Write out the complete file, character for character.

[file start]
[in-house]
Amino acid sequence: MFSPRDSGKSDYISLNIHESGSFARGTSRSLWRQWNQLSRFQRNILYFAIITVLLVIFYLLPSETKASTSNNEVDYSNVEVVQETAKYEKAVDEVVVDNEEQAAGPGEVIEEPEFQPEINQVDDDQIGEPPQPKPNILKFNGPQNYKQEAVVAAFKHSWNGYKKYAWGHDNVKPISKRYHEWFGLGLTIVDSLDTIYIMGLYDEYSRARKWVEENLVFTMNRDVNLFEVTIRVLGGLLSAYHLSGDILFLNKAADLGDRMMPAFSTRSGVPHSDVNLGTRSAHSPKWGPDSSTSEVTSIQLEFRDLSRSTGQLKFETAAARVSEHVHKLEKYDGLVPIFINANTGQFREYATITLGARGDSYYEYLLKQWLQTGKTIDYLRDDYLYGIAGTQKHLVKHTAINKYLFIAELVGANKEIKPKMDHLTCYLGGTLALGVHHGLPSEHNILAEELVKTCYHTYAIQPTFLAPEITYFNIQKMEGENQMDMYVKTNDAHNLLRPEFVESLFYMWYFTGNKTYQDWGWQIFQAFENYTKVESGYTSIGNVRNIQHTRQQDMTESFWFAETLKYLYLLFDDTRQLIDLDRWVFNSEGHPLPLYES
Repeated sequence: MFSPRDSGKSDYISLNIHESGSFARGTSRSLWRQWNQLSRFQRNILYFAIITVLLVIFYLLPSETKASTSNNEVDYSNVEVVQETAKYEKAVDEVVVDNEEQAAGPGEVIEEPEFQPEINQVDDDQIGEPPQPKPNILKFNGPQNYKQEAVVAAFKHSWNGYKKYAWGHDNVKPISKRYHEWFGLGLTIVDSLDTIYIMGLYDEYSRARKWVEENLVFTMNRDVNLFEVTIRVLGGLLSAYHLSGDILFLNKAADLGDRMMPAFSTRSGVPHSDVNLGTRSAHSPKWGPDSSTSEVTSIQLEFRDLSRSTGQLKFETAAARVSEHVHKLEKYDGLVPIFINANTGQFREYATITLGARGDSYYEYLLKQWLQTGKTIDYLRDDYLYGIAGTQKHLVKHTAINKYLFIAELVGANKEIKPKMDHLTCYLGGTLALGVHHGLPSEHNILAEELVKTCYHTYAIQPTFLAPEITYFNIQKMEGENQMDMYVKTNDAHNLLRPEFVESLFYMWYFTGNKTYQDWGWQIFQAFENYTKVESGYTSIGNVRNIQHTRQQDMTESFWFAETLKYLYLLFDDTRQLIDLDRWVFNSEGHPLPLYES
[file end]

[in-house]
Amino acid sequence: MFSPRDSGKSDYISLNIHESGSFARGTSRSLWRQWNQLSRFQRNILYFAIITVLLVIFYLLPSETKASTSNNEVDYSNVEVVQETAKYEKAVDEVVVDNEEQAAGPGEVIEEPEFQPEINQVDDDQIGEPPQPKPNILKFNGPQNYKQEAVVAAFKHSWNGYKKYAWGHDNVKPISKRYHEWFGLGLTIVDSLDTIYIMGLYDEYSRARKWVEENLVFTMNRDVNLFEVTIRVLGGLLSAYHLSGDILFLNKAADLGDRMMPAFSTRSGVPHSDVNLGTRSAHSPKWGPDSSTSEVTSIQLEFRDLSRSTGQLKFETAAARVSEHVHKLEKYDGLVPIFINANTGQFREYATITLGARGDSYYEYLLKQWLQTGKTIDYLRDDYLYGIAGTQKHLVKHTAINKYLFIAELVGANKEIKPKMDHLTCYLGGTLALGVHHGLPSEHNILAEELVKTCYHTYAIQPTFLAPEITYFNIQKMEGENQMDMYVKTNDAHNLLRPEFVESLFYMWYFTGNKTYQDWGWQIFQAFENYTKVESGYTSIGNVRNIQHTRQQDMTESFWFAETLKYLYLLFDDTRQLIDLDRWVFNSEGHPLPLYES
Repeated sequence: MFSPRDSGKSDYISLNIHESGSFARGTSRSLWRQWNQLSRFQRNILYFAIITVLLVIFYLLPSETKASTSNNEVDYSNVEVVQETAKYEKAVDEVVVDNEEQAAGPGEVIEEPEFQPEINQVDDDQIGEPPQPKPNILKFNGPQNYKQEAVVAAFKHSWNGYKKYAWGHDNVKPISKRYHEWFGLGLTIVDSLDTIYIMGLYDEYSRARKWVEENLVFTMNRDVNLFEVTIRVLGGLLSAYHLSGDILFLNKAADLGDRMMPAFSTRSGVPHSDVNLGTRSAHSPKWGPDSSTSEVTSIQLEFRDLSRSTGQLKFETAAARVSEHVHKLEKYDGLVPIFINANTGQFREYATITLGARGDSYYEYLLKQWLQTGKTIDYLRDDYLYGIAGTQKHLVKHTAINKYLFIAELVGANKEIKPKMDHLTCYLGGTLALGVHHGLPSEHNILAEELVKTCYHTYAIQPTFLAPEITYFNIQKMEGENQMDMYVKTNDAHNLLRPEFVESLFYMWYFTGNKTYQDWGWQIFQAFENYTKVESGYTSIGNVRNIQHTRQQDMTESFWFAETLKYLYLLFDDTRQLIDLDRWVFNSEGHPLPLYES